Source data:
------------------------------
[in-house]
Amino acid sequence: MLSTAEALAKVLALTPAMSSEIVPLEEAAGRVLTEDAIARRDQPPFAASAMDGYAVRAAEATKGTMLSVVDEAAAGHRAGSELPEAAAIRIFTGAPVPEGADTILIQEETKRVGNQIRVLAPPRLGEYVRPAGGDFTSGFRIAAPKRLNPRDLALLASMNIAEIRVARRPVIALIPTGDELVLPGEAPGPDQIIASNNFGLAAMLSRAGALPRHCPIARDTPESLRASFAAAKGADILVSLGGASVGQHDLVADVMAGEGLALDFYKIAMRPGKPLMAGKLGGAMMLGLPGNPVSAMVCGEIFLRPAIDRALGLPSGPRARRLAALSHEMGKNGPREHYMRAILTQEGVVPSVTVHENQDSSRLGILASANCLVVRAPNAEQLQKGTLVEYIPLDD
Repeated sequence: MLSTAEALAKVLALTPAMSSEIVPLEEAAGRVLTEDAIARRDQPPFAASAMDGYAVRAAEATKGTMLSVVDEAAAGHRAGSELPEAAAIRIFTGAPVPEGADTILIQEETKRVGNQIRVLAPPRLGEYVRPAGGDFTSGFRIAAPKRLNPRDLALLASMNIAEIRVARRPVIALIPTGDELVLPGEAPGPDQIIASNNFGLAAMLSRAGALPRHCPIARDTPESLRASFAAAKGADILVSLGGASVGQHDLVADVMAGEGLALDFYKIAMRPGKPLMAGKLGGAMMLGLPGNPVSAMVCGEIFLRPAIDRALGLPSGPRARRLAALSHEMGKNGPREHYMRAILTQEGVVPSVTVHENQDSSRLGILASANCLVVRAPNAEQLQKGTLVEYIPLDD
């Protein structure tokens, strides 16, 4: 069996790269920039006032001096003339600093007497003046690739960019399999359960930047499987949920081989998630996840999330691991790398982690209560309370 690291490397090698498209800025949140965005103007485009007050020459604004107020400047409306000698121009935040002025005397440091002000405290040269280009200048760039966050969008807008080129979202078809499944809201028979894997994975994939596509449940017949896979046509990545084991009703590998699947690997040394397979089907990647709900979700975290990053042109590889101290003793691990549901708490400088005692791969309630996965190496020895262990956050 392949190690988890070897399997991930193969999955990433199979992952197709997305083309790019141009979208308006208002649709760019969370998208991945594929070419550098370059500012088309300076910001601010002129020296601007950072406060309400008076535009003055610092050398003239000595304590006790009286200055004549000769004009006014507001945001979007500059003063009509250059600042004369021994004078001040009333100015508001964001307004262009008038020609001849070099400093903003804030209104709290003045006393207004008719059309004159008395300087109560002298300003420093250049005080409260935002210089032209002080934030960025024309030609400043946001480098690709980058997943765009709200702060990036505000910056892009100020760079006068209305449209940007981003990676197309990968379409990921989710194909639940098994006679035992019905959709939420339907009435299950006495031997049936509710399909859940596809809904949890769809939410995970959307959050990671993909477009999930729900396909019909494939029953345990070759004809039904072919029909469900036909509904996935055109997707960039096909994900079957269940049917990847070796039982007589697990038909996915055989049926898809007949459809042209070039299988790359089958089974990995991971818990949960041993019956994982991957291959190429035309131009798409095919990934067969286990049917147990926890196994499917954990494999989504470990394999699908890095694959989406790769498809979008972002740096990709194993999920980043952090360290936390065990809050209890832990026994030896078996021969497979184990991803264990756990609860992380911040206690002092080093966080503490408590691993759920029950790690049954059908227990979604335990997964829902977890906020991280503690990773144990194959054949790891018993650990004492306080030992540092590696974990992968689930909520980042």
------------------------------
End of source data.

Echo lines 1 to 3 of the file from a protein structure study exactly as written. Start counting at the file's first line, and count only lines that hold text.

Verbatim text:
[in-house]
Amino acid sequence: MLSTAEALAKVLALTPAMSSEIVPLEEAAGRVLTEDAIARRDQPPFAASAMDGYAVRAAEATKGTMLSVVDEAAAGHRAGSELPEAAAIRIFTGAPVPEGADTILIQEETKRVGNQIRVLAPPRLGEYVRPAGGDFTSGFRIAAPKRLNPRDLALLASMNIAEIRVARRPVIALIPTGDELVLPGEAPGPDQIIASNNFGLAAMLSRAGALPRHCPIARDTPESLRASFAAAKGADILVSLGGASVGQHDLVADVMAGEGLALDFYKIAMRPGKPLMAGKLGGAMMLGLPGNPVSAMVCGEIFLRPAIDRALGLPSGPRARRLAALSHEMGKNGPREHYMRAILTQEGVVPSVTVHENQDSSRLGILASANCLVVRAPNAEQLQKGTLVEYIPLDD
Repeated sequence: MLSTAEALAKVLALTPAMSSEIVPLEEAAGRVLTEDAIARRDQPPFAASAMDGYAVRAAEATKGTMLSVVDEAAAGHRAGSELPEAAAIRIFTGAPVPEGADTILIQEETKRVGNQIRVLAPPRLGEYVRPAGGDFTSGFRIAAPKRLNPRDLALLASMNIAEIRVARRPVIALIPTGDELVLPGEAPGPDQIIASNNFGLAAMLSRAGALPRHCPIARDTPESLRASFAAAKGADILVSLGGASVGQHDLVADVMAGEGLALDFYKIAMRPGKPLMAGKLGGAMMLGLPGNPVSAMVCGEIFLRPAIDRALGLPSGPRARRLAALSHEMGKNGPREHYMRAILTQEGVVPSVTVHENQDSSRLGILASANCLVVRAPNAEQLQKGTLVEYIPLDD